Please put Brent's back on your prayer list. He is in so much pain. It's hard and so frustrating for him because it limits what he can do. He had an MRI last week, and is waiting on a return call from his doctor to see when he can get in to see what's going on. We know he has two herniated discs in his lower back, but usually it feels better faster than this, so we are becoming more concerned that there could be something else. In all of this chaos, we know God is in control. We are still trying to figure out what He wants us to learn from all of it!!!!

Saturday, June 12, 2010

Thoughts While Running

I have been trying to run regularly. Brent and I started out doing a couch to 5K program. Since then, his doctor told him that because of his back condition, he can only walk briskly, but I am determined to complete the program . . . even if it kills me!!!! I don’t particularly love to run, but it has been good. I have been spending the time praying for people, particularly my family. In my prayer time, I have found myself asking and wondering what is truly important for my kids, particularly James and Jason, as they are getting older and their time at home is becoming shorter . . . Blah!!!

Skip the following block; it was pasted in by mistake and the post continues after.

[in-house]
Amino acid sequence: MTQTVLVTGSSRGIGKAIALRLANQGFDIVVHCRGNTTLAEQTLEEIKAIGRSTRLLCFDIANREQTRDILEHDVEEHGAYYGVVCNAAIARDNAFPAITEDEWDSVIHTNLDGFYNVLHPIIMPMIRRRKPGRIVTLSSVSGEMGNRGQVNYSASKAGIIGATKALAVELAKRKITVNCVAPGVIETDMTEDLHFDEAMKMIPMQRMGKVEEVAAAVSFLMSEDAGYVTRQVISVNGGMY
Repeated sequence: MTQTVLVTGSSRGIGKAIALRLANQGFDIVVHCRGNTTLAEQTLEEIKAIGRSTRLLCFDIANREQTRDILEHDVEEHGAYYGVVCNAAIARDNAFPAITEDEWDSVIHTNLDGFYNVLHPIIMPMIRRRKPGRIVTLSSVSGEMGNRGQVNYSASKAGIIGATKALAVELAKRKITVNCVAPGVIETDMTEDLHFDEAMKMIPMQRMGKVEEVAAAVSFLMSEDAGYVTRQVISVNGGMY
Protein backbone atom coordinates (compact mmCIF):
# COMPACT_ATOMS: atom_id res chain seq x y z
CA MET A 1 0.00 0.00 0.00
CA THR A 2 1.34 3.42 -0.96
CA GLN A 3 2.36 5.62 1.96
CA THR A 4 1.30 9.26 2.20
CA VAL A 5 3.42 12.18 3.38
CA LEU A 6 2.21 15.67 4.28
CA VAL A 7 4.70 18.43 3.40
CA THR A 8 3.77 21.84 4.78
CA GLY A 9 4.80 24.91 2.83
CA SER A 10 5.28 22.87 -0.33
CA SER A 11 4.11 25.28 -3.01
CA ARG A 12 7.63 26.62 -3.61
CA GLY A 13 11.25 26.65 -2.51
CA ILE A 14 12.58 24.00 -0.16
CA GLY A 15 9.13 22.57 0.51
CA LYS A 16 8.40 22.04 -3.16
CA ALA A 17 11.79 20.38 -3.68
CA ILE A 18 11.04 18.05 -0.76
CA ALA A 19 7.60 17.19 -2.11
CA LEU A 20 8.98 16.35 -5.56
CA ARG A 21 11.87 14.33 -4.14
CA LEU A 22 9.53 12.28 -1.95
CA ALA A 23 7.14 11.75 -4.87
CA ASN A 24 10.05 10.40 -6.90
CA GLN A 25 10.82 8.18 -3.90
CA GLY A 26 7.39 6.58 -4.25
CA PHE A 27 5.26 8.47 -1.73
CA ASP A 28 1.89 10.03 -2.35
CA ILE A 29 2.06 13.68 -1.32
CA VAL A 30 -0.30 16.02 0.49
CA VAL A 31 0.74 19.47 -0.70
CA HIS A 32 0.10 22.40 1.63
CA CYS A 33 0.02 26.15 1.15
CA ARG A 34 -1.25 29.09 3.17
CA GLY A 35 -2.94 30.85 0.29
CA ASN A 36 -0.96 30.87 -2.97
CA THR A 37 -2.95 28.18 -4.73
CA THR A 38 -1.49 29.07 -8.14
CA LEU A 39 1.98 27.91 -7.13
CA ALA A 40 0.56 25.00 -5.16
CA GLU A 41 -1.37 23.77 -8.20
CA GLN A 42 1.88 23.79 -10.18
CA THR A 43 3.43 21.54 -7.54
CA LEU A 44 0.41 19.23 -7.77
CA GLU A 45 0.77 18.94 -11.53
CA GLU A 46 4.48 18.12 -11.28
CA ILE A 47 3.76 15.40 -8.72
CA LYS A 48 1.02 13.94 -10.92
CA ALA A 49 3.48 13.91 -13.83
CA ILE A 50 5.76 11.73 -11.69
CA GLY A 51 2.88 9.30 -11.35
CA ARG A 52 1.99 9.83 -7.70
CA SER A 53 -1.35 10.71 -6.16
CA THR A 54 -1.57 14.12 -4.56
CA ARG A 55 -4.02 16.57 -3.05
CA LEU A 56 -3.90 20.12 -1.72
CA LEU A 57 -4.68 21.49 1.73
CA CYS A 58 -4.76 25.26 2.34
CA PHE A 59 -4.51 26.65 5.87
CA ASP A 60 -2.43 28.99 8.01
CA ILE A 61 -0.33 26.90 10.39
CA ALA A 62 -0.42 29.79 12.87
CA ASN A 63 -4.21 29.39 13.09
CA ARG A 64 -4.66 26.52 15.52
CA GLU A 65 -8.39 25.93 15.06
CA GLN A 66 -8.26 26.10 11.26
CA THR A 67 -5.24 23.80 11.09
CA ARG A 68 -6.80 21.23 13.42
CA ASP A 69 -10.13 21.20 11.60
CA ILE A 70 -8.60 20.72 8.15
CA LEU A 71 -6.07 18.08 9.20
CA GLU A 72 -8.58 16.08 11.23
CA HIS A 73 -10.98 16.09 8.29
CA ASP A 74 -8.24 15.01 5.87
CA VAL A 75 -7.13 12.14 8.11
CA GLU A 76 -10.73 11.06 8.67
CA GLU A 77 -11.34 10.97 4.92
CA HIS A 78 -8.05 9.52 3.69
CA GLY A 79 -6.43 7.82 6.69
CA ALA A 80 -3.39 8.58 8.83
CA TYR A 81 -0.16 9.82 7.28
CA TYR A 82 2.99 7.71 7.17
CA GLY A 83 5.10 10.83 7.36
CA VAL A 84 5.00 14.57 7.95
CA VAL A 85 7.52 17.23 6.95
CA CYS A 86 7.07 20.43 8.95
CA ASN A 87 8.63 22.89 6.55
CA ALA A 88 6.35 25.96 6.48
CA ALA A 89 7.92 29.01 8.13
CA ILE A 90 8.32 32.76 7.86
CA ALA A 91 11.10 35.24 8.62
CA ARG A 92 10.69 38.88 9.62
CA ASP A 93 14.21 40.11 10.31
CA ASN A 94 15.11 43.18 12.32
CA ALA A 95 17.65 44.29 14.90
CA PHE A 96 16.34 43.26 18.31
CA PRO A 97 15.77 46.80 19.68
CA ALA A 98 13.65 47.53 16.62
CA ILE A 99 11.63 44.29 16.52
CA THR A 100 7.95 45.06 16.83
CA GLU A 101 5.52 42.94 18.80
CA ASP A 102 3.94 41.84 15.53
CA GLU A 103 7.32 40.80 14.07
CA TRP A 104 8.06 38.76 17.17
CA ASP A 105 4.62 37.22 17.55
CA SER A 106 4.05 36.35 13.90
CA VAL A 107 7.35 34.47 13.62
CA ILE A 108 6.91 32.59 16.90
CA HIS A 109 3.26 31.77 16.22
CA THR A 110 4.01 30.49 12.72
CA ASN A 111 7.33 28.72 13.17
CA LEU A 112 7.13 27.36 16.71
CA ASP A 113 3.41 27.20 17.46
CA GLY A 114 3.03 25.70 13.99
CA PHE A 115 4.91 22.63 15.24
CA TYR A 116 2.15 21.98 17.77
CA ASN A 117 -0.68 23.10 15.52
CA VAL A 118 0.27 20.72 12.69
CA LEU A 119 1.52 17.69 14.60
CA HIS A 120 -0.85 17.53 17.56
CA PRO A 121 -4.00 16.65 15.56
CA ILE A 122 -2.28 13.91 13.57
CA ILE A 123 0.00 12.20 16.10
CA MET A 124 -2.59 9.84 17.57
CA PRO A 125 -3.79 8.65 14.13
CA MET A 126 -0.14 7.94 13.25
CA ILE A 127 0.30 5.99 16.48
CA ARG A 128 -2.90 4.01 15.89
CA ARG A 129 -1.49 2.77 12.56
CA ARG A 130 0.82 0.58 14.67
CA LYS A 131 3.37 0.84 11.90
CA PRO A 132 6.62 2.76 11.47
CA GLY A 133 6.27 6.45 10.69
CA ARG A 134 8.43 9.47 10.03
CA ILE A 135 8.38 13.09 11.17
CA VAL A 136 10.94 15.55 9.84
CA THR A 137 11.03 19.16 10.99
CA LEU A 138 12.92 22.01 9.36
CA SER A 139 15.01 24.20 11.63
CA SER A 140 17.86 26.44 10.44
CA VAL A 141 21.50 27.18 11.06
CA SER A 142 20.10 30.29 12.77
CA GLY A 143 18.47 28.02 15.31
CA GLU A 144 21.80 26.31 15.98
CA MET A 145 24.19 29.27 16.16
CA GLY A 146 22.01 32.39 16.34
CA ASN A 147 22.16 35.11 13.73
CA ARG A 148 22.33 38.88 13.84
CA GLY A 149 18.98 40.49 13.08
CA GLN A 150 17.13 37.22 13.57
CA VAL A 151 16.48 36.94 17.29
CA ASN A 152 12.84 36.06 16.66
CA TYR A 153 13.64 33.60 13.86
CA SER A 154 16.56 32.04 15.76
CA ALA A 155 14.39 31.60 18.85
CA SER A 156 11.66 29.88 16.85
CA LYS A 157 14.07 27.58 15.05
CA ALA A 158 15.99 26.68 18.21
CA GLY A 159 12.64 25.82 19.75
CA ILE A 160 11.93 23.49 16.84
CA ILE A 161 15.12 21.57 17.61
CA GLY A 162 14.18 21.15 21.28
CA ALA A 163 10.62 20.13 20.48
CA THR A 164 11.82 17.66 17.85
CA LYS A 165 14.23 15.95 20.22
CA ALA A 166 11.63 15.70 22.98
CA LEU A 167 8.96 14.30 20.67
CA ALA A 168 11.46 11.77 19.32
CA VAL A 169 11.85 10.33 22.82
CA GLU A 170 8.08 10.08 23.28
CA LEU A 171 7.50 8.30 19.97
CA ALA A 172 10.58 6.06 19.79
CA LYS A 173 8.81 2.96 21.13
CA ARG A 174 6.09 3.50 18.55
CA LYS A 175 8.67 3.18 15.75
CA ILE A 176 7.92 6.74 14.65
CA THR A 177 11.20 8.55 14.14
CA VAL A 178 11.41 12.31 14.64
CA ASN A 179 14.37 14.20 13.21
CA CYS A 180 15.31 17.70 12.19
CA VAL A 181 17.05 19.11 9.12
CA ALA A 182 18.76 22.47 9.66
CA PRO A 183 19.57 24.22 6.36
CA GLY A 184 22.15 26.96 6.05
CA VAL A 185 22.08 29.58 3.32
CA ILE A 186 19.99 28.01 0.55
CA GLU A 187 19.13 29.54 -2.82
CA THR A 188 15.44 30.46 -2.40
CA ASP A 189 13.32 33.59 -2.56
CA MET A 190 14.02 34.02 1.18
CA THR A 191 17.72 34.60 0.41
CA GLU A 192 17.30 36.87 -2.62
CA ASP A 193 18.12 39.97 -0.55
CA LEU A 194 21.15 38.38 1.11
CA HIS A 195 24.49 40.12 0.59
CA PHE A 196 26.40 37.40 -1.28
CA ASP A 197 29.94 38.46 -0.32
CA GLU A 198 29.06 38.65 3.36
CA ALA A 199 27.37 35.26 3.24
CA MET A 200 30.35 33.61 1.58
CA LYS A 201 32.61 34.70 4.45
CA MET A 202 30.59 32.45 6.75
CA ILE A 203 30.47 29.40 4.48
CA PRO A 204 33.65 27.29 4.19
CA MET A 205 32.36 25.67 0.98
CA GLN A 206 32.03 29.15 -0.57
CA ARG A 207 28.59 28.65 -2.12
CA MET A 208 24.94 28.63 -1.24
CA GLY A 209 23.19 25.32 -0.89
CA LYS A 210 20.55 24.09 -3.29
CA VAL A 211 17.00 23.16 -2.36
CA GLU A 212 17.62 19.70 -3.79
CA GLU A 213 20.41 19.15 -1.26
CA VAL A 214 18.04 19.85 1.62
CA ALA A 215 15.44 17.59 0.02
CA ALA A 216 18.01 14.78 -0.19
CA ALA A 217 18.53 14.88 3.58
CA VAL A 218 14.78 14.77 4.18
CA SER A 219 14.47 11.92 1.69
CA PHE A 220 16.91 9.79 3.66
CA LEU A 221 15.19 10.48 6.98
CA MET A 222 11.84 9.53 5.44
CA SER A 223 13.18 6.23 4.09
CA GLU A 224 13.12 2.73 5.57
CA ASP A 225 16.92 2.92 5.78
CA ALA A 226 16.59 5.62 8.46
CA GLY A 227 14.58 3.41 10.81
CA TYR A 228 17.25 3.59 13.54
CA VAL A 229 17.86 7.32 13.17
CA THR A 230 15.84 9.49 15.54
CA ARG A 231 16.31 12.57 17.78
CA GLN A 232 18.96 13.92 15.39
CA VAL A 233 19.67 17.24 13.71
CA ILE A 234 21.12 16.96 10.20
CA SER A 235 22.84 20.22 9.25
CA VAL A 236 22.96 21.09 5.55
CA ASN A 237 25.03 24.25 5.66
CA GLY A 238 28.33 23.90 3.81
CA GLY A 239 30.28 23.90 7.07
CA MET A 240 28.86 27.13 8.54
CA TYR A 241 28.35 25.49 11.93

It’s been a tough year for James academically, particularly second semester. I say that only because school always seemed so easy for him, but it has gotten harder, and he has had more difficulty with it. A lot of it is because of his social life and possibly his priorities not being on the right things. I think because it always came so easily he has had to learn a hard lesson that sometimes it takes more work then you expect. But as I have been praying for him, for balance, for perseverance, for a good work ethic, I have also been thinking about how he has changed and how social he has become. This has not been a bad thing. He has a HUGE impact, or at least the opportunity to have a HUGE impact on his peers. If he was coming straight home every day and only doing homework, he would not have the friends he has or the opportunities he has to show them Jesus. Now, does that excuse poor work ethic? Of course not, the Bible says, “Do your work as unto the Lord.” This goes for students as well. But it has caused me to stop and think about things.